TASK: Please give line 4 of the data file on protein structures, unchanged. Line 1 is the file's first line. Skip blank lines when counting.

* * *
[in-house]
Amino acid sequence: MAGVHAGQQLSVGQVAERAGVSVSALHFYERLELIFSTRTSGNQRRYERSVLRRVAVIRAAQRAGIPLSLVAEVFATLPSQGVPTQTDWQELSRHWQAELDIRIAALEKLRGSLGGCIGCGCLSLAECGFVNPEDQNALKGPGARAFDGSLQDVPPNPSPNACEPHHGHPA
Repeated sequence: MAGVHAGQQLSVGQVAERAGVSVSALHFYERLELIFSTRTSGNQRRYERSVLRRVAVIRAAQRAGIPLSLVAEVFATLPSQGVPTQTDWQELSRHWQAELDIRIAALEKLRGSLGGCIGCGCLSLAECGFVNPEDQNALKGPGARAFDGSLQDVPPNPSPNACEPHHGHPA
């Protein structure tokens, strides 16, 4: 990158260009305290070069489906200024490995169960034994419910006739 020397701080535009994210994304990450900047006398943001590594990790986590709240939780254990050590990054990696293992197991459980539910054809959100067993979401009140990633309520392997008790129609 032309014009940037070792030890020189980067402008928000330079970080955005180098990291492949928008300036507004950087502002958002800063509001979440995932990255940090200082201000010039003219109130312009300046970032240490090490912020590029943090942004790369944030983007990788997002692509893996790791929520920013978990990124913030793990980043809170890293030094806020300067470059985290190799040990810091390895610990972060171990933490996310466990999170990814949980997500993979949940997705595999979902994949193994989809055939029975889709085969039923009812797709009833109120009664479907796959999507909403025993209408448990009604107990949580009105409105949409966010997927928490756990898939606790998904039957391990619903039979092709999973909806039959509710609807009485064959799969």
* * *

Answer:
């Protein structure tokens, strides 16, 4: 990158260009305290070069489906200024490995169960034994419910006739 020397701080535009994210994304990450900047006398943001590594990790986590709240939780254990050590990054990696293992197991459980539910054809959100067993979401009140990633309520392997008790129609 032309014009940037070792030890020189980067402008928000330079970080955005180098990291492949928008300036507004950087502002958002800063509001979440995932990255940090200082201000010039003219109130312009300046970032240490090490912020590029943090942004790369944030983007990788997002692509893996790791929520920013978990990124913030793990980043809170890293030094806020300067470059985290190799040990810091390895610990972060171990933490996310466990999170990814949980997500993979949940997705595999979902994949193994989809055939029975889709085969039923009812797709009833109120009664479907796959999507909403025993209408448990009604107990949580009105409105949409966010997927928490756990898939606790998904039957391990619903039979092709999973909806039959509710609807009485064959799969």